Episode PremiereFebruary 22, 1998
Show Period1997 - 2009
Production CompanyDeedle-Dee, Judgmental, 3 Art, Film Roman, Fox TV
Bobby decides he wants to be a stand-up comic after he accompanies Hank to traffic school.
While backing out of the driveway, Hank collides with Kahn's car. An insurance adjuster suggests that Hank attend traffic school in order to avoid a rate increase. Hank picks the "Defensive Driving School," in the belief it will be devoid of frills and nonsense. But the class, it turns out, is headed by an energetic African-American stand-up comic, Booda Sack.
Everyone in the class finds Booda's humor hysterically funny--all save Hank, who is shocked and embarrassed by the content. When Hank returns home, he tells his family about the comic. Bobby, a huge fan of Booda's humor, is overjoyed. He tells his parents that Booda is one of the inspirations for his wanting to become a stand-up comic. Hank warns his son that "show business is inherently evil," and to prove his point, allows Bobby to accompany him to class. But the plan backfires when Booda brings Bobby onstage and focuses his humor on Hank.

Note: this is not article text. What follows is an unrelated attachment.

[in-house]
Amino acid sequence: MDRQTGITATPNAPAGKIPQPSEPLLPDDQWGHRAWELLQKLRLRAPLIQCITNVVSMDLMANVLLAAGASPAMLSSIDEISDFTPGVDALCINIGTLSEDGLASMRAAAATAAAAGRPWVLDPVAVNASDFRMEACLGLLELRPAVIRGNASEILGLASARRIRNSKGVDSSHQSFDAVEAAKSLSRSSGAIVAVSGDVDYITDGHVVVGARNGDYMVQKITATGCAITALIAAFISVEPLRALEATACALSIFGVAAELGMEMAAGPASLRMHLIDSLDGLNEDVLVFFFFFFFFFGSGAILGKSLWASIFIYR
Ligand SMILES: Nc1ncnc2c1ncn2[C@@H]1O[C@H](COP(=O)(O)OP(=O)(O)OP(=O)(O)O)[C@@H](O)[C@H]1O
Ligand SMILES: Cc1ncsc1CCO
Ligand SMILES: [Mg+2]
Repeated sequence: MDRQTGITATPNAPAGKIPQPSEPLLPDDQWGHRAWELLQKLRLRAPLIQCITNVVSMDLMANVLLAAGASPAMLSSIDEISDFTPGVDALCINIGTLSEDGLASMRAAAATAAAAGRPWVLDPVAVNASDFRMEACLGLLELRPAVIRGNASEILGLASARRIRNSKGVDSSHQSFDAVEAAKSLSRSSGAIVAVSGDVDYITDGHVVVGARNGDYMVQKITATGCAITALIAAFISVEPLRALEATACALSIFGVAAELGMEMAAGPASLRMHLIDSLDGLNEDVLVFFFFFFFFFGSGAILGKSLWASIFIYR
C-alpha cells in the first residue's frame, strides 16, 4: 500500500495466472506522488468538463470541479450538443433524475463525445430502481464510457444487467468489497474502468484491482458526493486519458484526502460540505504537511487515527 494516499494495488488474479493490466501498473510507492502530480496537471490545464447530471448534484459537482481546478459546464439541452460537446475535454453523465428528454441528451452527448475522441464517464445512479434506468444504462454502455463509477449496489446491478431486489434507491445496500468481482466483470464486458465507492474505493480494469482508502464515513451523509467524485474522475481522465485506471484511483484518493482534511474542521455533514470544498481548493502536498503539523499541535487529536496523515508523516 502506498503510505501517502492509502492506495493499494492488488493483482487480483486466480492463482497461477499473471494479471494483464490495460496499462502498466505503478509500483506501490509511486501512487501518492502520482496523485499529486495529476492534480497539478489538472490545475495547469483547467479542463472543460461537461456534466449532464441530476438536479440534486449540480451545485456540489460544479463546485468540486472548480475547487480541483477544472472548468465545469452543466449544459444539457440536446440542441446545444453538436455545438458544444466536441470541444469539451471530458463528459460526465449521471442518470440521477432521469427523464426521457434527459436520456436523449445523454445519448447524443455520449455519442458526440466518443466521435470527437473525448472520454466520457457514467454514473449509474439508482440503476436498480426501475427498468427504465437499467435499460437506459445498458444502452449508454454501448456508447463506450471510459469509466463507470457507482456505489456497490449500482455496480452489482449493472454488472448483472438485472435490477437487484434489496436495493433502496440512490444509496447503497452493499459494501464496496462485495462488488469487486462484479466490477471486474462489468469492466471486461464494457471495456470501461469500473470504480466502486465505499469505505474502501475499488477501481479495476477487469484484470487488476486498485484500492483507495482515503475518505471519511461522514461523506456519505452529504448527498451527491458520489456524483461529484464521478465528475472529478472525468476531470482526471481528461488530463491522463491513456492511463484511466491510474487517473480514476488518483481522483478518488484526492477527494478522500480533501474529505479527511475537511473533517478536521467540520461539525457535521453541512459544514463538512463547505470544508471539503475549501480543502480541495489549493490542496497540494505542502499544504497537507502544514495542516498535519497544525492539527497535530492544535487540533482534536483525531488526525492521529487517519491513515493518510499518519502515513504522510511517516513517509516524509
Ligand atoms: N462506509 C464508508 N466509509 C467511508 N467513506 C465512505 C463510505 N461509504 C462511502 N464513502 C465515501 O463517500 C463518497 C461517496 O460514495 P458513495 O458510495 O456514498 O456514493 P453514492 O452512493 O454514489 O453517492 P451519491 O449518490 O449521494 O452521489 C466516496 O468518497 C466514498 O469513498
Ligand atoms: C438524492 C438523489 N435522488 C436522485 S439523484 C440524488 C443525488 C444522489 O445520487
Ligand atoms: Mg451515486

Bobby is so inspired by his experience on stage that he begins rehearsing his own act, imitating Booda's African-American humor. The boy takes his routine to Booda, who immediately points out to Bobby that he is not black and should get in touch with his white roots. Inspired, Bobby turns to the Internet, and inadvertently ends up on a Web site run by the Ku Klux Klan. Meanwhile, Hank grows even more irritated at Booda's humor and files a complaint with his supervisor, Mr. Johnson. Booda defends the humor in his act, claiming it is freedom of speech. Hank's complaint costs Booda his job.
Bill and Dale drive Bobby to a downtown comedy club so he can try out his new material. As a multi-ethnic crowd listens, Bobby tries out his act, which draws its material from the White Nationalist Web site. The crowd quickly grows angered. Hank learns from Boomhauer of his son's whereabouts and drives to the comedy club. He rushes onstage to stop his son's act. Booda Sack comes to Bobby's rescue. He points out that although the boy's material is unfunny, it is protected by freedom of speech. When the crowd is not satisfied by the explanation, Booda launches into his own routine, causing the crowd to laugh once more. To show his gratitude, Hank gets Booda a job at Strickland Propane.